The Texas Department of Banking issued a supervisory memorandum clarifying the applicability of the Texas Money Services Act to various activities involving virtual currencies. The Department of Banking determined that exchanging virtual currency for sovereign currency is not currency exchange under the Act (because the definition of “currency” in the Act does not encompass virtual currencies) and that no currency exchange license is therefore required in Texas to conduct any type of transaction exchanging virtual with sovereign currencies.
The Department of Banking also analyzed whether the state’s licensing requirements for money transmitters applied to cryptocurrencies—currencies based on a cryptographic protocol that manages the creation of new units of the currency through a peer-to-peer network. The Department of Banking determined that because cryptocurrencies cannot be considered “money or monetary value” under the Act, in the absence of the involvement of sovereign currency in a transaction (e.g., when receiving cryptocurrency in exchange for a promise to make it available at a later time or different location), no money transmission can occur. However, when a cryptocurrency transaction does include sovereign currency, it may be money transmission depending on how the sovereign currency is handled. To provide further guidance, the Department of Banking analyzed five fact patterns and made the following corresponding determinations as to whether money transmission had occurred:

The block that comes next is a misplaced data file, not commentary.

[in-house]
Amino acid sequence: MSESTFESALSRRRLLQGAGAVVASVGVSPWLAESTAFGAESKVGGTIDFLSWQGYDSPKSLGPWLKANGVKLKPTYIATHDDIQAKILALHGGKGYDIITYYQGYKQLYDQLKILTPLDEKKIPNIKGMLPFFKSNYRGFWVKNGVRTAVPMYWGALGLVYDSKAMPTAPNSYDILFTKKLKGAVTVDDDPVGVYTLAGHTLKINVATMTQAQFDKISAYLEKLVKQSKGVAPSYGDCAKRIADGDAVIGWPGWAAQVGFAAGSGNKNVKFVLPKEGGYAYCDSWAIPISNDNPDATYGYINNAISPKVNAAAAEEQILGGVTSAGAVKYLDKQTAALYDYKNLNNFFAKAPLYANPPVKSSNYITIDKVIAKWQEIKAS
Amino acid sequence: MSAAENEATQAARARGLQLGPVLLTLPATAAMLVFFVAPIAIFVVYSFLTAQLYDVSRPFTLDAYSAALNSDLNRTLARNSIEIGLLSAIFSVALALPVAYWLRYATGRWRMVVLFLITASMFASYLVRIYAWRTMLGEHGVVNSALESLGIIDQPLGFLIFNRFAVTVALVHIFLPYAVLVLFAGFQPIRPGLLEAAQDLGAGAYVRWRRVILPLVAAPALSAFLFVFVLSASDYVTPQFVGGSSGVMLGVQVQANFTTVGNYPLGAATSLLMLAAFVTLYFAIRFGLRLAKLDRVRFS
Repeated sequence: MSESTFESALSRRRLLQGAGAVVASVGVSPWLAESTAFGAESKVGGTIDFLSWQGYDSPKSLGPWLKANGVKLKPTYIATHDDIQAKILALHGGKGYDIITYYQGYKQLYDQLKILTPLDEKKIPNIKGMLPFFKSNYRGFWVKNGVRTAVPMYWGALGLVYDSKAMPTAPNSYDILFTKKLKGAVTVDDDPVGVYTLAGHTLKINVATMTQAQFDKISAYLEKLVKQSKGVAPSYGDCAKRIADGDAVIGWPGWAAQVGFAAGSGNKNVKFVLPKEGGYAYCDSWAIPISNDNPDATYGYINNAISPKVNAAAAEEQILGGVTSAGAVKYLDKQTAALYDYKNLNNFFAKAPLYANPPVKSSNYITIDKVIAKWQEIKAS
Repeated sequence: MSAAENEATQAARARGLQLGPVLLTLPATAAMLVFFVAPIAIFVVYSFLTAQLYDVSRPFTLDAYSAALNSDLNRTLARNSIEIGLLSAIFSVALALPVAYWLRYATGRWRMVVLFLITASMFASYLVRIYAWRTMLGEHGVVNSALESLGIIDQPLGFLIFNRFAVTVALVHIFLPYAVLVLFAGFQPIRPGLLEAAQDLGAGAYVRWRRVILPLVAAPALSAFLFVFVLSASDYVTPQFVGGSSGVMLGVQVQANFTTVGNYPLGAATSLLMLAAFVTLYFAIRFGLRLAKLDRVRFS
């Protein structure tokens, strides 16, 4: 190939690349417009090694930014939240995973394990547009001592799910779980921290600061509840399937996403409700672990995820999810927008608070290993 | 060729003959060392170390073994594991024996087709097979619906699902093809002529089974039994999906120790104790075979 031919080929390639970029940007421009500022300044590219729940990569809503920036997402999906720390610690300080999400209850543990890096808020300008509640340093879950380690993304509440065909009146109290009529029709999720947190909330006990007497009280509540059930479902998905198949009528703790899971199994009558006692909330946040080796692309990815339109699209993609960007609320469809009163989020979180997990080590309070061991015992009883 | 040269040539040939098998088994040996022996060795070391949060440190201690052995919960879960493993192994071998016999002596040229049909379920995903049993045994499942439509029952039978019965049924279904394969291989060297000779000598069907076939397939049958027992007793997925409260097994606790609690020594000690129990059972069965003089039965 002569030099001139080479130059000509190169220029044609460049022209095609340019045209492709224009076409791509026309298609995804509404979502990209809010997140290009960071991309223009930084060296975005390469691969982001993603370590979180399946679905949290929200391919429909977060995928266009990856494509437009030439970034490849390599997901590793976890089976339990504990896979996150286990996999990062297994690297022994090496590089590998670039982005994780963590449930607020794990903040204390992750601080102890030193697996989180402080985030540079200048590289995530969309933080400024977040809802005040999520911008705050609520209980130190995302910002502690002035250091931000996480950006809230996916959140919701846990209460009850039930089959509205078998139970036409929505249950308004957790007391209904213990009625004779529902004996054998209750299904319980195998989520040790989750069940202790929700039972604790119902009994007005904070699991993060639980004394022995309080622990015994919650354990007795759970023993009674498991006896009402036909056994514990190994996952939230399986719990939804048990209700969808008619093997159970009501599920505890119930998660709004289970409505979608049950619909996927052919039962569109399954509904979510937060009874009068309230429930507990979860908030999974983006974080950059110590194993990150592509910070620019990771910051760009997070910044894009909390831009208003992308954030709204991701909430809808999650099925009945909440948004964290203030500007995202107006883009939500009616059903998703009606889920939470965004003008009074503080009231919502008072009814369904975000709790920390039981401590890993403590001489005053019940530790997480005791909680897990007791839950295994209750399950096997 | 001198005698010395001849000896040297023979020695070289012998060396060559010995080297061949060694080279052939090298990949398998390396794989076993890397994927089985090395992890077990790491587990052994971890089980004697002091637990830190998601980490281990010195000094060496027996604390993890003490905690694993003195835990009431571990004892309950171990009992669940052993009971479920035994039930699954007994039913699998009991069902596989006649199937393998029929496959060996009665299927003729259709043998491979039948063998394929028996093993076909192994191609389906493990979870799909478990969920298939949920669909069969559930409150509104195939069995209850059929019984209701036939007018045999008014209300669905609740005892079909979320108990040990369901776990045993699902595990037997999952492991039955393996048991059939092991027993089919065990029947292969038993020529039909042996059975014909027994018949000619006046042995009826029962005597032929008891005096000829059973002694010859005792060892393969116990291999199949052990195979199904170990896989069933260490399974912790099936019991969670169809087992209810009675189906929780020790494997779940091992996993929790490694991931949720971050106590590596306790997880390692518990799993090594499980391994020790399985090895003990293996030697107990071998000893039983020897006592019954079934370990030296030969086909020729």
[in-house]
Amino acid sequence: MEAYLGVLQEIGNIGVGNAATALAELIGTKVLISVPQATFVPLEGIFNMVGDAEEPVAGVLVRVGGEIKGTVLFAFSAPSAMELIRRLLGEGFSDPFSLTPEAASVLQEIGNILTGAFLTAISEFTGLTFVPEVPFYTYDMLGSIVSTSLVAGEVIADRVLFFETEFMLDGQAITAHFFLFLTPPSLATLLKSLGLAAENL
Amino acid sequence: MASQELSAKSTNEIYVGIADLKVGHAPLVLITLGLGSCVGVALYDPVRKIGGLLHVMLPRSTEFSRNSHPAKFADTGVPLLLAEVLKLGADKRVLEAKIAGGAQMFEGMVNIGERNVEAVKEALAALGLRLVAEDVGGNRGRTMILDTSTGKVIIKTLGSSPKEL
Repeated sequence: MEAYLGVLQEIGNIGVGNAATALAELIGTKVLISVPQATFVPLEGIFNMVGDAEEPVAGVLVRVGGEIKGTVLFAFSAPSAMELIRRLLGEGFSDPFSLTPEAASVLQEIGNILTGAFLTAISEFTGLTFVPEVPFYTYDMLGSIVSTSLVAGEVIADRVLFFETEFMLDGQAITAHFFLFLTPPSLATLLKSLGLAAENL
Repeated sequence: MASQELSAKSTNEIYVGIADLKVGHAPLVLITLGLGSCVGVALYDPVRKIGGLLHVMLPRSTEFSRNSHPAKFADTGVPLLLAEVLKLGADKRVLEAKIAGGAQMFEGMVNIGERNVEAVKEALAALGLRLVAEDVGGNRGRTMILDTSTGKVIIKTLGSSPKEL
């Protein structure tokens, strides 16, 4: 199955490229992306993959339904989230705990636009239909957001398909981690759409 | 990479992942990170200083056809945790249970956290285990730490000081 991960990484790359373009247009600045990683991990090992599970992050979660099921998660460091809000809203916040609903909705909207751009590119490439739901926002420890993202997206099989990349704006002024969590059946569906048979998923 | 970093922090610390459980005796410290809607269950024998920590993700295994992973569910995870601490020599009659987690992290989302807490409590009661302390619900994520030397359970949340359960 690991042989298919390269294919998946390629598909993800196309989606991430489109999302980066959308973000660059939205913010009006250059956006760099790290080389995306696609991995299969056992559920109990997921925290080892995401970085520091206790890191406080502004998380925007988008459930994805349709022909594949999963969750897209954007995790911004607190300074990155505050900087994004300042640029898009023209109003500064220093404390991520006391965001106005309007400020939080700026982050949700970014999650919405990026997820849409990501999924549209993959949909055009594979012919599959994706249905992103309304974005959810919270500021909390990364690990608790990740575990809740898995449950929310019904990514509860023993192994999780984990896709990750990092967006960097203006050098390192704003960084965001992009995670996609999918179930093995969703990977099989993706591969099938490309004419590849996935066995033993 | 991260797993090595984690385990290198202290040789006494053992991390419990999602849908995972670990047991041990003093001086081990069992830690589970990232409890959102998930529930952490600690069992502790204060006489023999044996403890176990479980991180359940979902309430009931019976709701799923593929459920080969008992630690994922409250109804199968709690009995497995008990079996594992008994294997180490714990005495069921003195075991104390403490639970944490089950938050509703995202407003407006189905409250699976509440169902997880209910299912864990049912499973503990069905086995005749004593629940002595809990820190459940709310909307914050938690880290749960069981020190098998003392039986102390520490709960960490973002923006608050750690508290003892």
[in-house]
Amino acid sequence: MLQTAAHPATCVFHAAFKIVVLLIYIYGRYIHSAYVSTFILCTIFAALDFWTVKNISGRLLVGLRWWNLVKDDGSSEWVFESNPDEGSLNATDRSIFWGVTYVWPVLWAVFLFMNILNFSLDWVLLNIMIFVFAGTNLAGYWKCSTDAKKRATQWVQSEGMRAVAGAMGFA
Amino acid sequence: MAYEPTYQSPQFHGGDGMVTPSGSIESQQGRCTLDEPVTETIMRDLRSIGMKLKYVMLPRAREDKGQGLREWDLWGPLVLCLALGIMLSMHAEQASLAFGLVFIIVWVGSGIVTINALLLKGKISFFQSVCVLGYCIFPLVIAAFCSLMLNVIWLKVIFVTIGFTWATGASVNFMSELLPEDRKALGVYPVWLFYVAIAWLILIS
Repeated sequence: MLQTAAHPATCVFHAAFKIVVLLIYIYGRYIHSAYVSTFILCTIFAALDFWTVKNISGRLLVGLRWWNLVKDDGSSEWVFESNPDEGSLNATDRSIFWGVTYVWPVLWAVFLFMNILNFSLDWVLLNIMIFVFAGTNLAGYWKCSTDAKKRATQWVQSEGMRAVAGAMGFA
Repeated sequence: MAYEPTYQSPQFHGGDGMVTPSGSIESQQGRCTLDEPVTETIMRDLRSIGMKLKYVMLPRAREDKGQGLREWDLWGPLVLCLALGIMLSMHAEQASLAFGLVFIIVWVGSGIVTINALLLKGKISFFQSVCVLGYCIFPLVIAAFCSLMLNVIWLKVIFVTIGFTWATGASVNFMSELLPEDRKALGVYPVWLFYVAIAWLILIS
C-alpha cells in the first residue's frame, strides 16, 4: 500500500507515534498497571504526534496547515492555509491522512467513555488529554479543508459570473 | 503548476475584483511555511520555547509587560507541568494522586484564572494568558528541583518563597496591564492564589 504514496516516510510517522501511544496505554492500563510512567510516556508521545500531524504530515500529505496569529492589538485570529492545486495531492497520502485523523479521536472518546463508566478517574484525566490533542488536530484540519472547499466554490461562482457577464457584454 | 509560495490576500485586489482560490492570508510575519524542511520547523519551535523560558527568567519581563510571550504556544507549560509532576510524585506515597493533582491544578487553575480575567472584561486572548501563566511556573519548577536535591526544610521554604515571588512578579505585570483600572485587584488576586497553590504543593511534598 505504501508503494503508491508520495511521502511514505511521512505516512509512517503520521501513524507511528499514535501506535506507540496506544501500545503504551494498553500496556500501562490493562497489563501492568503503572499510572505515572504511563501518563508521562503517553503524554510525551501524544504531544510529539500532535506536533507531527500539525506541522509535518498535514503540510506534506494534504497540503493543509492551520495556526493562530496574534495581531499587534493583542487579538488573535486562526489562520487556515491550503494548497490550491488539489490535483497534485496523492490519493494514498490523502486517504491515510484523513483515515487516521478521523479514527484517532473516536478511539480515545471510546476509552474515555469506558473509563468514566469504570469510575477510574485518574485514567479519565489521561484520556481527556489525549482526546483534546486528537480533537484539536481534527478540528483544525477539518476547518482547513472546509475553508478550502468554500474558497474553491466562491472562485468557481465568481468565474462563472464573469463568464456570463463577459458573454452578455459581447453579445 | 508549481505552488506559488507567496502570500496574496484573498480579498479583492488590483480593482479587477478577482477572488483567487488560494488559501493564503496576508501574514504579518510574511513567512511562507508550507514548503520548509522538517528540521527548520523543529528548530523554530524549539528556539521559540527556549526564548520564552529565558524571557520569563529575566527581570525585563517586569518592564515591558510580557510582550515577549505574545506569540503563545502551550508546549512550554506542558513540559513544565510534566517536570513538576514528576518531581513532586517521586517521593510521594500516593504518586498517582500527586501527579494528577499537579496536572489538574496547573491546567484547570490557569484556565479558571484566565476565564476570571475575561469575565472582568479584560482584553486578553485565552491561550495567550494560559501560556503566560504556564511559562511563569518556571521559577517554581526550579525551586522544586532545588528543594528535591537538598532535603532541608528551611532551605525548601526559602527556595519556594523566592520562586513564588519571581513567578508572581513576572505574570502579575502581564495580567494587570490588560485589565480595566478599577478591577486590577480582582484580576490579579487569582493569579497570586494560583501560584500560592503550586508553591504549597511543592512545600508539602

- The exchange of cryptocurrency for sovereign currency between two parties. The Department of Banking stated that such exchange, essentially a sale of goods between two parties, is not money transmission.
- The exchange of one cryptocurrency for another cryptocurrency. Such exchange is not money transmission because there is no receipt of “money.”
- The transfer of cryptocurrency by itself. Such transfer is not money transmission because cryptocurrency is not “money or monetary value.” Such transfer would include intermediaries who receive cryptocurrency for transfer to a third party, and entities who hold cryptocurrency on behalf of customers.
- The exchange of cryptocurrency for sovereign currency through a third party exchanger. Using Mt. Gox as an example, the Department of Banking determined that irrespective of its handling of the cryptocurrency, the exchanger conducts money transmission by receiving the buyer’s sovereign currency in exchange for a promise to make it available to the seller.
- The exchange of cryptocurrency for sovereign currency through an automated machine. The Department of Banking determined that when a third party is involved, the exchange is money transmission. For further clarification, when a machine acts as an intermediary between a buyer and seller, the operator of the machine receives the buyer’s sovereign currency in exchange for a promise to make it available to the seller and, according to the memorandum, is engaged in money transmission. If, however, the machine is configured to only conduct transactions between the customer and the machine’s operator, with no third parties involved, there is no money transmission because at no time is money received in exchange for a promise to make it available at a later time or different location.